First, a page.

|Authors||J. A. Dallal and L. Briand|
|Title||An Object-Oriented High-Level Design-Based Class Cohesion Metric|
|Afilliation||Software Engineering, Software Engineering|
|Publication Type||Journal Article|
|Year of Publication||2010|
|Journal||Information and Software Technology|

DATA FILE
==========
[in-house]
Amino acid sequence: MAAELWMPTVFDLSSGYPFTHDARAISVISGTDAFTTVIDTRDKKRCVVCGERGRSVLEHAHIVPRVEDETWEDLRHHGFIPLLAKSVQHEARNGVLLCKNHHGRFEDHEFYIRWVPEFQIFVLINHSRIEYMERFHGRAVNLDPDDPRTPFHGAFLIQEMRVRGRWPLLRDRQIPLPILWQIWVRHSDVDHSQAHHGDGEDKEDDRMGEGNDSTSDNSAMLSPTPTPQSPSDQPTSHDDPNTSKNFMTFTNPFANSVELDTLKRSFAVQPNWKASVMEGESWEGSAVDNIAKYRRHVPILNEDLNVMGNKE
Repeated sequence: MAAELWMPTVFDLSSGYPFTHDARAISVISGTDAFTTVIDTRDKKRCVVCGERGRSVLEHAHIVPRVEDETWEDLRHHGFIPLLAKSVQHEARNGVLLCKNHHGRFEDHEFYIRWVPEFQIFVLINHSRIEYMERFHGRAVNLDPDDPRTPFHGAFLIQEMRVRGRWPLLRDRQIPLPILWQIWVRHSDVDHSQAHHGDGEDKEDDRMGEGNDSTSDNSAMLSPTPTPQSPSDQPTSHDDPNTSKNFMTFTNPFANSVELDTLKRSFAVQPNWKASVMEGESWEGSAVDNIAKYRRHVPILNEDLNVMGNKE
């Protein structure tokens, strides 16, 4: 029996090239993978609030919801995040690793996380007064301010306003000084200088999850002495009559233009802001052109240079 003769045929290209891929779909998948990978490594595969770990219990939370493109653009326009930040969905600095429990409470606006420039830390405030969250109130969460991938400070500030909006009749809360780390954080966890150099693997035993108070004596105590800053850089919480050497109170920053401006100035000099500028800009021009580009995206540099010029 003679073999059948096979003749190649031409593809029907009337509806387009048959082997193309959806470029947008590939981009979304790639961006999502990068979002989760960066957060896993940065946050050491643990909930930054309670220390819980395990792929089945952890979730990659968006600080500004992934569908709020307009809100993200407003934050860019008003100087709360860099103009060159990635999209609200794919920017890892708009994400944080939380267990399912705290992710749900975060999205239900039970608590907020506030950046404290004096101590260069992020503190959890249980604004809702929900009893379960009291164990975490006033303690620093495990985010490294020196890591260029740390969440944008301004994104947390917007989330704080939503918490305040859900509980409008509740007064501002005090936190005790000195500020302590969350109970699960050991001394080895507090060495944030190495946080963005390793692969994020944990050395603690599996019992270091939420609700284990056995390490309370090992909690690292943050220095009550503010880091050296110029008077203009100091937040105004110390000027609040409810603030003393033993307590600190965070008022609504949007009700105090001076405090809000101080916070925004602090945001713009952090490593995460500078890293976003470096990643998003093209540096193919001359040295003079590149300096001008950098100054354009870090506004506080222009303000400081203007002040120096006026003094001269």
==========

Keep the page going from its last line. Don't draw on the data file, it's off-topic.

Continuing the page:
Context: Class cohesion is an important object-oriented software quality attribute. Assessing class cohesion during the object-oriented design phase is one important way to obtain more comprehensible and maintainable software. In practice, assessing and controlling cohesion in large systems implies measuring it automatically. One issue with the few existing cohesion metrics targeted at the high-level design phase is that they are not based on realistic assumptions and do not fulfill expected mathematical properties. Objective: This paper proposes a high-level design (HLD) class cohesion metric, which is based on realistic assumptions, complies with expected mathematical properties, and can be used to automatically assess design quality at early stages using UML diagrams. Method: The notion of similarity between pairs of methods and pairs of attribute types in a class is introduced and used as a basis to introduce a novel high-level design class cohesion metric. The metric considers method-method, attribute-attribute, and attribute-method direct and transitive interactions. We validate this Similarity-based Class Cohesion (SCC) metric theoretically and empirically. The former includes a careful study of the mathematical properties of the metric whereas the latter investigates, using four open source software systems and ten cohesion metrics, whether SCC is based on realistic assumptions and whether it better explains the presence of faults, from a statistical standpoint, than other comparable cohesion metrics, considered individually or in combination. Results: Results confirm that SCC is based on clearly justified theoretical principles, relies on realistic assumptions, and is an early indicator of quality (fault occurrences). Conclusion: It is concluded that SCC is both theoretically valid and supported by empirical evidence. It is a better alternative to measure class cohesion than existing HLD class cohesion metrics.